For Tavis Smiley, WHYY honoree, career is about accountability

Tavis Smiley serves as moderator at the Tavis Smiley Presents "We Count! The Black Agenda is the American Agenda" in Chicago in March 2010. (Earl Gibson III / AP Photo)
Tavis Smiley serves as moderator at the Tavis Smiley Presents "We Count! The Black Agenda is the American Agenda" in Chicago in March 2010. (Earl Gibson III / AP Photo)
Posted: May 04, 2011

Social commentator and broadcaster Tavis Smiley, host of shows on PBS and Public Radio International, is receiving WHYY's Lifelong Learning Award on Thursday. On Friday he will lead a program at the University of the Arts. Smiley spoke with Inquirer staff writer Vernon Clark about his life and career.

 Question: You are marking 20 years as a broadcaster. What do you consider to be the highlights of those years?

Tavis Smiley: The highlight for me has always been the next interview. When you love your work as I do . . . you always look forward to the next interview, the next booking, the next conversation. The person who has appeared on my show the most is Dr. Maya Angelou. . . . I also do a radio show with my dear and abiding friend Dr. Cornell West. The interview that was noted the most was one with Bill Clinton. It was the first after the Monica Lewinsky scandal. That really put me out there in the national media. I also had a great interview with Fidel Castro.

Q: In your new book, Fail Up: 20 Lessons on Building Success From Failure, you talk about the backlash you faced after criticizing Barack Obama in the 2008 campaign when you described him as "hesitant to discuss issues of specific concern to people of color." How has that affected you?

Smiley: When this brouhaha jumped off between Barack Obama and Tavis Smiley, I was a bit taken aback, in part because if I have been nothing else - and I am a cracked vessel - I have tried to be consistent to the truth.

There were a litany of issues on which I took Bill Clinton to task for a lot of things, even though he was beloved by black folk. And nobody black ever said to me, "You can't critique, you can't criticize, you can't hold accountable the president."

All along I've talked about accountability. And all of a sudden this black man shows up named Obama, and I am supposed to switch gears. I was a bit taken aback . . . that the push-back was so vehement, so aggressive, but I understood it. I'm not naive. Black people had waited 400 years for that moment, and they wanted him to win "by any means necessary." And anybody who they thought was getting in the way of that . . . they, at the time, didn't want to hear it. . . . The bottom line is you have to stand in your truth and just know that in time folk will come to understand and appreciate your consistency to the truth.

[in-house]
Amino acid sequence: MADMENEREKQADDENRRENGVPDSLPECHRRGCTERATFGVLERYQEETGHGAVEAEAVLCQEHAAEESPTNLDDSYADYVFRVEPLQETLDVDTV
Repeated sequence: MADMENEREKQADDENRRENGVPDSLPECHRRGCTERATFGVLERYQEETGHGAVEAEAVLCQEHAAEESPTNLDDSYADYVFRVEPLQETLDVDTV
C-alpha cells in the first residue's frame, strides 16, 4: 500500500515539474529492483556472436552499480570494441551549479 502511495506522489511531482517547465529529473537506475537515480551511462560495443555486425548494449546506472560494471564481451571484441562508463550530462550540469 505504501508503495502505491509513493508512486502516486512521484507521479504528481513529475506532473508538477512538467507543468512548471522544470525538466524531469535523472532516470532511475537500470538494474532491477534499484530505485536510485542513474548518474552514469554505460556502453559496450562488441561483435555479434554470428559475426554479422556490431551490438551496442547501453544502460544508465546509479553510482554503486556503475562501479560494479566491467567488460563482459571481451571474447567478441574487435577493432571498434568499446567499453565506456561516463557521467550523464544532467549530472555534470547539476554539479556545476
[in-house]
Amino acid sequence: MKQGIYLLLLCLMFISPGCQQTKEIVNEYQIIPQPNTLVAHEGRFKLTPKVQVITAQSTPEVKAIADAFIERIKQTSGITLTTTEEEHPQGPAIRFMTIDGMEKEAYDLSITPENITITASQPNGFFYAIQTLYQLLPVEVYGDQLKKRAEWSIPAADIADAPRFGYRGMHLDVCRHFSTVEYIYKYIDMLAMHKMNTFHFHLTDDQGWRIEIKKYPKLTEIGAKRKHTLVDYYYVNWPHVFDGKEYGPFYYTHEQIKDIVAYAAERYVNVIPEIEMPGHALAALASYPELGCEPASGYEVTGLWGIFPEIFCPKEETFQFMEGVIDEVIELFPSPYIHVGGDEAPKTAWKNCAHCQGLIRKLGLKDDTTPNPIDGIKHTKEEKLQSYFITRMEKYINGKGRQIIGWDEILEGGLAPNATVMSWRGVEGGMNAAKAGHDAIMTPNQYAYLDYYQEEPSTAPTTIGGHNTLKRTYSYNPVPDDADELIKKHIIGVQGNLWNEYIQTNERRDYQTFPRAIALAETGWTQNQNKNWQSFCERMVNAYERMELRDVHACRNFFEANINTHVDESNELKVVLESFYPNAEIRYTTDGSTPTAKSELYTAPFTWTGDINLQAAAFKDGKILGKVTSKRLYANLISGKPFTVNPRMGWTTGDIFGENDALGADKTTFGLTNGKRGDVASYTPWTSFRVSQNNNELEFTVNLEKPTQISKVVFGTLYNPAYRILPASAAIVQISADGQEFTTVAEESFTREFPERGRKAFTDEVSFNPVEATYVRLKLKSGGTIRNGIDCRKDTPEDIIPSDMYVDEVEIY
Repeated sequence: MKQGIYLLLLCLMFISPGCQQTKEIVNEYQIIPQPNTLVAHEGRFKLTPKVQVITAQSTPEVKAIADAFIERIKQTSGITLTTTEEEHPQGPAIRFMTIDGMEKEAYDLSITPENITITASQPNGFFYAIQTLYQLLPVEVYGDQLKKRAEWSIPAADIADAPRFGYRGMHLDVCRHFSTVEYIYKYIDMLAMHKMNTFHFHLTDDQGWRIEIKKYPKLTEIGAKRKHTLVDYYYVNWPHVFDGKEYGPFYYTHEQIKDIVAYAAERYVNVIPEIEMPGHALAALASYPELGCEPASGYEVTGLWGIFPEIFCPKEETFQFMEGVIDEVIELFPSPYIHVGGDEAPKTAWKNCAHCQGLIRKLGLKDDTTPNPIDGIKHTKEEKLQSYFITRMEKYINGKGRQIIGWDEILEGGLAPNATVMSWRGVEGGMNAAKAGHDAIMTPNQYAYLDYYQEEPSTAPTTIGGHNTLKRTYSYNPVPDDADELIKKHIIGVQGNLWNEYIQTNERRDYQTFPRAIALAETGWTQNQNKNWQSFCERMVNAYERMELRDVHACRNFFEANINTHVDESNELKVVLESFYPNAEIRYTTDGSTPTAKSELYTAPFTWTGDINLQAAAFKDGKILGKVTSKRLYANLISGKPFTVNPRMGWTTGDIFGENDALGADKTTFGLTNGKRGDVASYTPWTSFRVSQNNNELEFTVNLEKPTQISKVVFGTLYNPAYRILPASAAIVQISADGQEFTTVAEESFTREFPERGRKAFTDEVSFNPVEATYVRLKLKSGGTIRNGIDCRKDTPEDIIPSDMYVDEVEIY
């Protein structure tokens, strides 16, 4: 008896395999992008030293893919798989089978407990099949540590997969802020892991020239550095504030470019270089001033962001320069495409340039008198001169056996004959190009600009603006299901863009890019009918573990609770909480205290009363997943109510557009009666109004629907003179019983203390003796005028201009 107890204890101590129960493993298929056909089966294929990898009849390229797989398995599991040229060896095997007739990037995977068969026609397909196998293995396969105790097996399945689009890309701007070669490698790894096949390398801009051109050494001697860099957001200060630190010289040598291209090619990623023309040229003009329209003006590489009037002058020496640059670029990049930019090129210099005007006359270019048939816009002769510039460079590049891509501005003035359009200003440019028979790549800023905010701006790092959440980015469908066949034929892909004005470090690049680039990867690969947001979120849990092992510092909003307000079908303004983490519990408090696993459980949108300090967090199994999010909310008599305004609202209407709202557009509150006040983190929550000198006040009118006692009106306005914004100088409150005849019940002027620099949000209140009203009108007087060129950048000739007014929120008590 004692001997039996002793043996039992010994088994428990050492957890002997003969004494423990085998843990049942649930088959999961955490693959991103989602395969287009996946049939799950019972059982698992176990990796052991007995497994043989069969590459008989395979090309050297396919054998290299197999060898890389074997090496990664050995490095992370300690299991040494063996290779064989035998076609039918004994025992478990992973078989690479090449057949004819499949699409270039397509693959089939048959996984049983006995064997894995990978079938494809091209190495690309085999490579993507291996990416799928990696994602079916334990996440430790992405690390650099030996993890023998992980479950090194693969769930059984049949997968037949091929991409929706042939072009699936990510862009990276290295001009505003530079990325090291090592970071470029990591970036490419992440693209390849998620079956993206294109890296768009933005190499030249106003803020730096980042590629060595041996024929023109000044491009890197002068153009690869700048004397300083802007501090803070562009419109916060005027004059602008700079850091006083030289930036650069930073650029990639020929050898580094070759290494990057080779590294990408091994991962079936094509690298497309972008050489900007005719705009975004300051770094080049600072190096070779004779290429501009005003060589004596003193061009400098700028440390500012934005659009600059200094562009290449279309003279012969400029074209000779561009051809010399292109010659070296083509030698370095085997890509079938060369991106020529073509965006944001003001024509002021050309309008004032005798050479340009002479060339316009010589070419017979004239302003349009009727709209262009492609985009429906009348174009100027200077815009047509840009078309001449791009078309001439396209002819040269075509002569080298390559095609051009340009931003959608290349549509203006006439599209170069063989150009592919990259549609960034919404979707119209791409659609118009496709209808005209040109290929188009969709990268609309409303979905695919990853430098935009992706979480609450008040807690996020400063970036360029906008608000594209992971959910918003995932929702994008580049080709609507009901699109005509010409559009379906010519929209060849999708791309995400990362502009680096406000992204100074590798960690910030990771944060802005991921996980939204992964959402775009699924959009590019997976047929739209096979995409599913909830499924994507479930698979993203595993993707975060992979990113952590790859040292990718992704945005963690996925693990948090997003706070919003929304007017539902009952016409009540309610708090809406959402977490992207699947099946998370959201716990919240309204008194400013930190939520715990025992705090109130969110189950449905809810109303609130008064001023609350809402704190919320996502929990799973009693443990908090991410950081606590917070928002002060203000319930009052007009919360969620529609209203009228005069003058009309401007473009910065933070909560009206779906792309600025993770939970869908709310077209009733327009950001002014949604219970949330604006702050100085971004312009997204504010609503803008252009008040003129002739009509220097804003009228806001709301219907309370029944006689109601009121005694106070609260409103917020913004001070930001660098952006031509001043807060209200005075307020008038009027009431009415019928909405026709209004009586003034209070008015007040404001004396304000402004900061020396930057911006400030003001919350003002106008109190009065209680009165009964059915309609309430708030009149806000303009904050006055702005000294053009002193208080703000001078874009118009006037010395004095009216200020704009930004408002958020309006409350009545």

Q: In your book, you discuss mistakes you have made. Which trouble you the most?

Smiley: What disturb me the most are the mistakes I've made and the failings I've had along the way that have to do with my character flaws. Things like lacking in humility. Things like stealing and not being honest. Things that have to do with my personality and character. There are other mistakes I made along the way that I just had to learn the hard way.

Q: You are on television and radio. You're a writer and do many speaking engagements. How do you balance all these activities?

Smiley: Compartmentalization is the short answer. I am very disciplined. I take that from my mother and my father. My father was in the Air Force and raised 10 kids. My father is the hardest-working man I know and the most disciplined. Compared to my father, I've always felt like a slacker. My mother was raising those 10 kids. . . . The other part of it is I have a great team.

Q: You do a lot of commentary on issues facing blacks in America. What do you see as the most pressing issue facing African Americans?

Smiley: Education. I believe that Malcolm X was right that "education is our passport to the future. Tomorrow belongs to those who prepare for it today." . . .

Everything flows, stems or does not, from a high-quality education. For me it's always about making sure we figure out a way to get our kids to close this achievement gap. These days it's hard to not have at the top of the list the economy. Obviously, in the long term, education and economics are inextricably linked.

Q. You are being honored at WHYY's President's Dinner for being an "outstanding voice for change." What does this honor mean to you?

Smiley: It's always humbling to be honored by anyone. You never take these things for granted. I was a bit shocked actually that WHYY called me and said they wanted to honor me, in part because I was disappointed years ago when I made the switch from NPR to PRI and WHYY did not pick my radio program back up. So I was a bit shocked when they called to ask me to receive an award. I'm like, "Y'all don't even carry my radio show." . . . I'm grateful for the honor.

For information about Tavis Smiley's appearances Thursday and Friday, go to

Contact staff writer Vernon Clark at 215-854-5717 or


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